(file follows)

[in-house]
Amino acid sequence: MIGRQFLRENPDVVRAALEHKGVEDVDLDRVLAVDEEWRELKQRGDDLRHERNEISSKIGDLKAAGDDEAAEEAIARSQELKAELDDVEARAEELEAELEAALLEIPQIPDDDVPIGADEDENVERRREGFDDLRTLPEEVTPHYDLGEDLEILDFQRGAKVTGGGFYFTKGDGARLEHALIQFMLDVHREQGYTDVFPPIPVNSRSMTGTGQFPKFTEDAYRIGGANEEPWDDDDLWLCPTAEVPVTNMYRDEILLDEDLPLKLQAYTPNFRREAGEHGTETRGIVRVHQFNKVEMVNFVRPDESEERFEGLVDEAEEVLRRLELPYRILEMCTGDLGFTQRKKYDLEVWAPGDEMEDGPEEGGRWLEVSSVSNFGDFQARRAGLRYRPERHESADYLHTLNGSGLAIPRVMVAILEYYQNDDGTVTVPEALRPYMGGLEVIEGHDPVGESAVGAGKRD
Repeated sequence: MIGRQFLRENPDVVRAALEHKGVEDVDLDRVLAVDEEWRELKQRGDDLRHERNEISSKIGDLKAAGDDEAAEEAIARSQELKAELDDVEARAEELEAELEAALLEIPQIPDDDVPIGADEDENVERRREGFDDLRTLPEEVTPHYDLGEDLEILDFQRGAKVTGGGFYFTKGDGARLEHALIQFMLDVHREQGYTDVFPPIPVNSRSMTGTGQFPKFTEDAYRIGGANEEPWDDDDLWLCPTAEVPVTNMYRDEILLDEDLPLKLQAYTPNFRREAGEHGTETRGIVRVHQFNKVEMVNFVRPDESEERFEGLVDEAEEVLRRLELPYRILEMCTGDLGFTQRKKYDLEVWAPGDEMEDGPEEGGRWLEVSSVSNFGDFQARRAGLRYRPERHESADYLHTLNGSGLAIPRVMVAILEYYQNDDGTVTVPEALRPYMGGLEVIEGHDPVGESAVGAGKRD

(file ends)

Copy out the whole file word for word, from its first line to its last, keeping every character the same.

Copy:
[in-house]
Amino acid sequence: MIGRQFLRENPDVVRAALEHKGVEDVDLDRVLAVDEEWRELKQRGDDLRHERNEISSKIGDLKAAGDDEAAEEAIARSQELKAELDDVEARAEELEAELEAALLEIPQIPDDDVPIGADEDENVERRREGFDDLRTLPEEVTPHYDLGEDLEILDFQRGAKVTGGGFYFTKGDGARLEHALIQFMLDVHREQGYTDVFPPIPVNSRSMTGTGQFPKFTEDAYRIGGANEEPWDDDDLWLCPTAEVPVTNMYRDEILLDEDLPLKLQAYTPNFRREAGEHGTETRGIVRVHQFNKVEMVNFVRPDESEERFEGLVDEAEEVLRRLELPYRILEMCTGDLGFTQRKKYDLEVWAPGDEMEDGPEEGGRWLEVSSVSNFGDFQARRAGLRYRPERHESADYLHTLNGSGLAIPRVMVAILEYYQNDDGTVTVPEALRPYMGGLEVIEGHDPVGESAVGAGKRD
Repeated sequence: MIGRQFLRENPDVVRAALEHKGVEDVDLDRVLAVDEEWRELKQRGDDLRHERNEISSKIGDLKAAGDDEAAEEAIARSQELKAELDDVEARAEELEAELEAALLEIPQIPDDDVPIGADEDENVERRREGFDDLRTLPEEVTPHYDLGEDLEILDFQRGAKVTGGGFYFTKGDGARLEHALIQFMLDVHREQGYTDVFPPIPVNSRSMTGTGQFPKFTEDAYRIGGANEEPWDDDDLWLCPTAEVPVTNMYRDEILLDEDLPLKLQAYTPNFRREAGEHGTETRGIVRVHQFNKVEMVNFVRPDESEERFEGLVDEAEEVLRRLELPYRILEMCTGDLGFTQRKKYDLEVWAPGDEMEDGPEEGGRWLEVSSVSNFGDFQARRAGLRYRPERHESADYLHTLNGSGLAIPRVMVAILEYYQNDDGTVTVPEALRPYMGGLEVIEGHDPVGESAVGAGKRD